Hurlburt Field, Fla — After 16 years of hard fighting in Afghanistan and Iraq, special tactics airmen often feel the strain of combat as much as any members of the force. In 2012, Adm. Bill McRaven, then-chief of US Special Operations Command, recognized the pressure and initiated a Preservation of the Force and Families effort to address unique resiliency challenges faced by special operators. Now those efforts are paying off in the Air Force special tactics community, whose members often operate within SOCOM units. A major who is a special tactics officer told Air Force Magazine that POTFF puts “the infrastructure in place to make sure you’re mentally, physically, and spiritually well off.” The service asked that his name not be used because of concern for operational security. He said “guys were carrying a heavy load” after as many as eight deployments. Other special tactics airmen talk about members who are “teeners”—meaning they have a total number of deployments higher than 12. POTFF provides chaplains, physical therapists, social workers, and mental health counselors who integrate into the unit to build familiarity with the operators and provide personal services whenever they are needed. “The Air Force is taking note of what SOCOM’s doing,” CMSgt. Michael West, superintendent of the 720th Operations Support Squadron, told Air Force Magazine. “I’ve seen people put their promotion worries aside so they’re taking care of their guys first.”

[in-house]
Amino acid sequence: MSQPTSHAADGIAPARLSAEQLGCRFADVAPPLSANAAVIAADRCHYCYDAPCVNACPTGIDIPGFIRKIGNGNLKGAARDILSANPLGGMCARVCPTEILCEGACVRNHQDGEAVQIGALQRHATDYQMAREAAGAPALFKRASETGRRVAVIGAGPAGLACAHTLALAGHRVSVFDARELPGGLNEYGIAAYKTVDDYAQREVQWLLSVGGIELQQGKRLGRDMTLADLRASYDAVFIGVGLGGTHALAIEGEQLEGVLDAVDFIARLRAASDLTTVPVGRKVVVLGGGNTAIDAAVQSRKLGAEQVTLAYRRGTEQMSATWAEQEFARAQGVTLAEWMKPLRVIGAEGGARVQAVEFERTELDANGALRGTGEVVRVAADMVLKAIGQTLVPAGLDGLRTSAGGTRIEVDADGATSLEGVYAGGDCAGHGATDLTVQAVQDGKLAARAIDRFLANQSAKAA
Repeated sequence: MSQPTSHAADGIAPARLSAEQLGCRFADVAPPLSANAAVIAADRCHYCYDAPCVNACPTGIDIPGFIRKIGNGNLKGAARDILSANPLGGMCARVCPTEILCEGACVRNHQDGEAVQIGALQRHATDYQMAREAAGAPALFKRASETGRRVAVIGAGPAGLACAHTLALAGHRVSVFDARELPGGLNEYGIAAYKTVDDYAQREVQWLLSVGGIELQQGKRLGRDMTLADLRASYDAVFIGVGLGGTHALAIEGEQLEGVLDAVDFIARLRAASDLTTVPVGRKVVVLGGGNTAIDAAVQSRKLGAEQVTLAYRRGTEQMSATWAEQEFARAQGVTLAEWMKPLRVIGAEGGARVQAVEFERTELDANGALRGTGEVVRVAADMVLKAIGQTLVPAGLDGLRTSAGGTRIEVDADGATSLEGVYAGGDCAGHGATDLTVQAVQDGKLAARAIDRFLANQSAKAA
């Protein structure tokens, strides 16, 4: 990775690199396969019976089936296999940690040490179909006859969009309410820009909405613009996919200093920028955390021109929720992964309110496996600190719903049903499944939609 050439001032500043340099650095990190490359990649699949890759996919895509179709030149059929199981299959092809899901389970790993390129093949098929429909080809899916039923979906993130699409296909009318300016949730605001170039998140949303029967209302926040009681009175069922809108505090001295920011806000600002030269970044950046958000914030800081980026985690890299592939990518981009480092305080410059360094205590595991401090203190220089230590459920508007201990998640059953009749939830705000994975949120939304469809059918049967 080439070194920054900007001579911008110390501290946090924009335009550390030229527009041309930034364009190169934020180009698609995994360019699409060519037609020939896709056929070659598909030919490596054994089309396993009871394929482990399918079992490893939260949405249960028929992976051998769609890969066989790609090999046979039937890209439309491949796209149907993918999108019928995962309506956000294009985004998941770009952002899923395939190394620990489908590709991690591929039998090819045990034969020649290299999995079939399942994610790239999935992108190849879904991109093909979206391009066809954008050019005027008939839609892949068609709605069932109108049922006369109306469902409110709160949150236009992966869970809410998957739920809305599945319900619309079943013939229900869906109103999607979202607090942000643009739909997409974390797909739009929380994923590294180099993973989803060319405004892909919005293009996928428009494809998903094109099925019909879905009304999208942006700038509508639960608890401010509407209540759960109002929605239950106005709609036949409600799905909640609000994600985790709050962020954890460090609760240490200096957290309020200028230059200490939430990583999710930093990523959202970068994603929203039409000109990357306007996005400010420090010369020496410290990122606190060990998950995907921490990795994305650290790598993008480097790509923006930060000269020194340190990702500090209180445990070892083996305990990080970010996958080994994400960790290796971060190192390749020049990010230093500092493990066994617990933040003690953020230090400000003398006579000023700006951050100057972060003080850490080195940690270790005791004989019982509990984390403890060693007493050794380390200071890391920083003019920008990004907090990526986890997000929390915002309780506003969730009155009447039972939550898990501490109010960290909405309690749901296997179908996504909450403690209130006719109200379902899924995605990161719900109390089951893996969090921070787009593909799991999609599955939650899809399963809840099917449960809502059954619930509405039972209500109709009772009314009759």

The Air Force overall reduced its size by 120 aircraft in fiscal year 2021, but kept about the same number of fighter, bomber and attack aircraft, according to data supplied by the service. The F-35 fleet saw the biggest increase while the B-1B bomber fleet saw the largest decline.